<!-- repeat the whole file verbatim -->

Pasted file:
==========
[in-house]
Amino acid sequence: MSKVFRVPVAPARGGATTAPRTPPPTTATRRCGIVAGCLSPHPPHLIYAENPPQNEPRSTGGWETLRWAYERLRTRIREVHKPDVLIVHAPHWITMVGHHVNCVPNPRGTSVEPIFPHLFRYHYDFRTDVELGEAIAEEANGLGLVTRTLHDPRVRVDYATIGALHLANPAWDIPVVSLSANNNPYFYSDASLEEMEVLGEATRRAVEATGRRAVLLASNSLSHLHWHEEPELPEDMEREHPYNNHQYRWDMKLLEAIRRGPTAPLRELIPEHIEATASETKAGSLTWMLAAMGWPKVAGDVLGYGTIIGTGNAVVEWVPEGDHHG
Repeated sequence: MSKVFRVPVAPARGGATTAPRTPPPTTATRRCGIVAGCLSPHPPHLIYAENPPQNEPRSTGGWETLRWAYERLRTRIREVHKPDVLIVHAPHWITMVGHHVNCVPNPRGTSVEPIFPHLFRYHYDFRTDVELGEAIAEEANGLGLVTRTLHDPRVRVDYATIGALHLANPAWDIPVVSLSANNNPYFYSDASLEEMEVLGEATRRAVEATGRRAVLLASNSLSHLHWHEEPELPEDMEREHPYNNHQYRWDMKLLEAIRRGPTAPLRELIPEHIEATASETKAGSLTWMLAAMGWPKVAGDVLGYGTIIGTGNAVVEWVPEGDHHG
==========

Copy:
[in-house]
Amino acid sequence: MSKVFRVPVAPARGGATTAPRTPPPTTATRRCGIVAGCLSPHPPHLIYAENPPQNEPRSTGGWETLRWAYERLRTRIREVHKPDVLIVHAPHWITMVGHHVNCVPNPRGTSVEPIFPHLFRYHYDFRTDVELGEAIAEEANGLGLVTRTLHDPRVRVDYATIGALHLANPAWDIPVVSLSANNNPYFYSDASLEEMEVLGEATRRAVEATGRRAVLLASNSLSHLHWHEEPELPEDMEREHPYNNHQYRWDMKLLEAIRRGPTAPLRELIPEHIEATASETKAGSLTWMLAAMGWPKVAGDVLGYGTIIGTGNAVVEWVPEGDHHG
Repeated sequence: MSKVFRVPVAPARGGATTAPRTPPPTTATRRCGIVAGCLSPHPPHLIYAENPPQNEPRSTGGWETLRWAYERLRTRIREVHKPDVLIVHAPHWITMVGHHVNCVPNPRGTSVEPIFPHLFRYHYDFRTDVELGEAIAEEANGLGLVTRTLHDPRVRVDYATIGALHLANPAWDIPVVSLSANNNPYFYSDASLEEMEVLGEATRRAVEATGRRAVLLASNSLSHLHWHEEPELPEDMEREHPYNNHQYRWDMKLLEAIRRGPTAPLRELIPEHIEATASETKAGSLTWMLAAMGWPKVAGDVLGYGTIIGTGNAVVEWVPEGDHHG